The Deschutes River is part of the national Wild & Scenic Rivers System. The river flows north from the Oregon Cascades to the Columbia River and then on to the Pacific Ocean. The Lower Deschutes is a popular river for both whitewater rafting and fly fishing. The river is spring-fed, which results in an unusually constant cold water flow. Excellent geologic evidence is present all around this area. This course will travel the entire 96-mile stretch of the Lower Deschutes. The rapids on the Deschutes are rated to Class IV, mostly Class II-III, and are excellent for learning paddle skills, hydrology and teamwork. The group camps each night along the banks of the river. The Deschutes River Canyon borders the Confederated Tribes of the Warm Springs for the first 60 miles, and follows a railroad for much of the length of the Lower Deschutes.
Central Cascades, Oregon
Volcanoes dot the spine of the Cascade Mountains, rising over 10,000 feet above the forests, lakes and rivers of the surrounding region. These glaciated peaks run north and south and create perfect mountaineering objectives for students. The Central Cascade range is home to the Three Sisters, Broken Top, Mt. Washington, Three Fingered Jack, and Mt. Jefferson. Four 10,000 foot glaciated volcanoes are present in this course area, with a total of nine major volcanoes. Active glaciers carve away the mountain while avalanches leave dramatic traces that alter the landscape. It is these features of the volcanoes that create a challenging playground from which students learn the more technical aspects of mountaineering and backpacking.
Smith Rock State Park, Oregon
Smith Rock is a world-renowned climbing destination that attracts climbers of every ability level. It is widely considered to be one of the top sport climbing areas in the country. The Crooked River lazily winds its way through the canyon, cutting a path through the cliffs and spires. To the west, the snow-capped volcanoes of the Cascade Range rise on the horizon, above the flat checkerboard of irrigated plains. One of the most striking features is a prominent spire, Monkey Face. Given the dry and temperate climate, rock climbing is feasible most of the year.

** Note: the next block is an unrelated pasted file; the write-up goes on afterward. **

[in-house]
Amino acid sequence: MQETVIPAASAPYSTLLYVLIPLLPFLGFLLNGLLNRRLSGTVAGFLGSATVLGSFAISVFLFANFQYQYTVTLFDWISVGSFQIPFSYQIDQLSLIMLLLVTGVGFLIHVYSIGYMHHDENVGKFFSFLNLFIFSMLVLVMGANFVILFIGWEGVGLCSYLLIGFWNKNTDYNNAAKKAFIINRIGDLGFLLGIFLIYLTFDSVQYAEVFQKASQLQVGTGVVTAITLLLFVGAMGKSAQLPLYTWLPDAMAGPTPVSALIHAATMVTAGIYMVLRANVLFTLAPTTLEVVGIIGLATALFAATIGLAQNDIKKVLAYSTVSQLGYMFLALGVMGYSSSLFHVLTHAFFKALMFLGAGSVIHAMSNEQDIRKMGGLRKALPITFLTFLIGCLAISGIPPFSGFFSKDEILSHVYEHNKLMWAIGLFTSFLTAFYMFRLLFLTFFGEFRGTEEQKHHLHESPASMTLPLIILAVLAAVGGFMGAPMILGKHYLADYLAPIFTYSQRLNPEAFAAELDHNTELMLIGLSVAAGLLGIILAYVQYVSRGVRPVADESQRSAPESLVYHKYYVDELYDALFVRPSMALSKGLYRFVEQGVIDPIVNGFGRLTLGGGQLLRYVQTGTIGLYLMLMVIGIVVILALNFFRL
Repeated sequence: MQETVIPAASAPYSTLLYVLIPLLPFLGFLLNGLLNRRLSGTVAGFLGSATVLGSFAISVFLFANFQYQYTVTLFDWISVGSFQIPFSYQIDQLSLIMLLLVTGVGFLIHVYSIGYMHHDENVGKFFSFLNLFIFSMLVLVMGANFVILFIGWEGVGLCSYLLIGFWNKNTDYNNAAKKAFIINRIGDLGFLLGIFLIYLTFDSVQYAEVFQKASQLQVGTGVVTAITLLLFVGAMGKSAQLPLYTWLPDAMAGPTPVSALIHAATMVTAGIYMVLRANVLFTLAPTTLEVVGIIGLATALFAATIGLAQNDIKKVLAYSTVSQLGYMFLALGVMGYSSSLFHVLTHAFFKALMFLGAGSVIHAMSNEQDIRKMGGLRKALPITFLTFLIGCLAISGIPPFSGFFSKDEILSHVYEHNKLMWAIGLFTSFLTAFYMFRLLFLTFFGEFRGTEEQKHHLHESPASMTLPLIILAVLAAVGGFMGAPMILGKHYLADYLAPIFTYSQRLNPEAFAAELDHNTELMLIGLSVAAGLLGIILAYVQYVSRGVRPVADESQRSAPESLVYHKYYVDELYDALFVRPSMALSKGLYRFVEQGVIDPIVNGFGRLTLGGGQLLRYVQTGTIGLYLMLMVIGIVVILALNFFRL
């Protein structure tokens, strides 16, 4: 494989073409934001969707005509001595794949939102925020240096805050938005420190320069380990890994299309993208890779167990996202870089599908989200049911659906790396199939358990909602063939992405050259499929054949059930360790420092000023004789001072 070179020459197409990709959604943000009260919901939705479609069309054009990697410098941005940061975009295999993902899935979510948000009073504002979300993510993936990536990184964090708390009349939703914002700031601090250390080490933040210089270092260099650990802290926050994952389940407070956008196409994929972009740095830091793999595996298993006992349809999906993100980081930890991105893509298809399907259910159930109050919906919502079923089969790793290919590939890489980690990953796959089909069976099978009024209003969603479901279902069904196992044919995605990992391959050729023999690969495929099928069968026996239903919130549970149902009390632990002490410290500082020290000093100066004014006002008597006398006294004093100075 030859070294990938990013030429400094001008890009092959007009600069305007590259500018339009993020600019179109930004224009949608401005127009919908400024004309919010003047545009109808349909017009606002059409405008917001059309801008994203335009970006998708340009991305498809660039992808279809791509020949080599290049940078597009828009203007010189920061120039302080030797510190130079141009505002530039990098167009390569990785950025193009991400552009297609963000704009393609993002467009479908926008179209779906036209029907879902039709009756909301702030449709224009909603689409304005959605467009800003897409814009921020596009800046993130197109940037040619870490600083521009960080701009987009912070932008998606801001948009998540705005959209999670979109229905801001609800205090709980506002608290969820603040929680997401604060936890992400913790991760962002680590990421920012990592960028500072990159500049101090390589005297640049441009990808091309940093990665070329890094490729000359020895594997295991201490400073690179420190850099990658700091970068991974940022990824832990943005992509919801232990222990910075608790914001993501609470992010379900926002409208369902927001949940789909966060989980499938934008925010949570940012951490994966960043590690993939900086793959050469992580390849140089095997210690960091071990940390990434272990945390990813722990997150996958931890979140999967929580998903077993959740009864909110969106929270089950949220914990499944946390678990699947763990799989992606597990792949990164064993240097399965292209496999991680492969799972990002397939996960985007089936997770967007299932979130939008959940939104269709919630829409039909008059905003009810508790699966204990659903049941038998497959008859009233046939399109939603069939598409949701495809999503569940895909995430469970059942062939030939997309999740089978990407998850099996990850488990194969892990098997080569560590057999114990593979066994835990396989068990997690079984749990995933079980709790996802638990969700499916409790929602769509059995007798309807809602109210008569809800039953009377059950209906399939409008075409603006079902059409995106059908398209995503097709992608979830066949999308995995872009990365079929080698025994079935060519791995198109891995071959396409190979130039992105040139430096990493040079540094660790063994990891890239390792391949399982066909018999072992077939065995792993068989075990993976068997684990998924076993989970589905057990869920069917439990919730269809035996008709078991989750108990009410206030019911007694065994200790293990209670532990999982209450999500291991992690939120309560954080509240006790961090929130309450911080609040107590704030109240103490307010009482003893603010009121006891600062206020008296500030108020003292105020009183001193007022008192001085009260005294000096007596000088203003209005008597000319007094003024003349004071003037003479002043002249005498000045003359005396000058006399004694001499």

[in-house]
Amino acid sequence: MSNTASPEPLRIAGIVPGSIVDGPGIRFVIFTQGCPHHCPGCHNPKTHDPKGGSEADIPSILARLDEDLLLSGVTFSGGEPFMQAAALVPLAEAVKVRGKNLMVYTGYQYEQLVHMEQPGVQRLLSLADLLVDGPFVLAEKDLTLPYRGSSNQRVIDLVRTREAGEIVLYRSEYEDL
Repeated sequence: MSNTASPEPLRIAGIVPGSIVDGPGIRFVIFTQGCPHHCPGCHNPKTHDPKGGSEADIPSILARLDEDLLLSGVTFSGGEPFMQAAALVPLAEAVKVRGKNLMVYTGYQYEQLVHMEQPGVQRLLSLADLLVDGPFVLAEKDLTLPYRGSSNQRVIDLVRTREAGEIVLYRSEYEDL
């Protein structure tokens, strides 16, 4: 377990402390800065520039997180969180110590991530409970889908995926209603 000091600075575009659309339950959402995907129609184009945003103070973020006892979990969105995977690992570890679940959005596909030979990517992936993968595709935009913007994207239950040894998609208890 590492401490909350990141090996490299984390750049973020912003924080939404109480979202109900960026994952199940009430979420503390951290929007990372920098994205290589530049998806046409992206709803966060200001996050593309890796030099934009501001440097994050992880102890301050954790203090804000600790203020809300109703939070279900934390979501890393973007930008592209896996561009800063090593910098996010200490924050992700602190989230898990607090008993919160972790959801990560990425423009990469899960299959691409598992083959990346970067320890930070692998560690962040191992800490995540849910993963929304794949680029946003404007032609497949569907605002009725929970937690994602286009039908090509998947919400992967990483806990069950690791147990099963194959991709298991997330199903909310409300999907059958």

Lower Salmon River, Idaho
Starting in Whitebird, Idaho, the Salmon River has created the second deepest river gorge in North America (deeper than the Grand Canyon!) and is also the last free flowing river in the United States. Because there are no dams, sand is carried downstream from high creeks and tributaries and deposited in the form of beautiful white sand beaches providing idyllic camping conditions. The river meanders through the second largest protected wilderness area in the contiguous United States, The Frank Church Wilderness. The entire trip includes seventy three miles of river travel and many rapids up to Class IV. The river journey ends on the lower end of the Snake River in Hell’s Canyon, the deepest canyon in the country. Our seven day trips allow you to explore the many historical and cultural sites that the Lower Salmon has to offer, from houses lived in by Chinese miners to Native American pictographs.
If you are ready to enroll on a course click the enroll button next to the course you wish to select or you can enroll over the phone by speaking with one of our Admissions Advisors (toll-free) at 866-467-7651.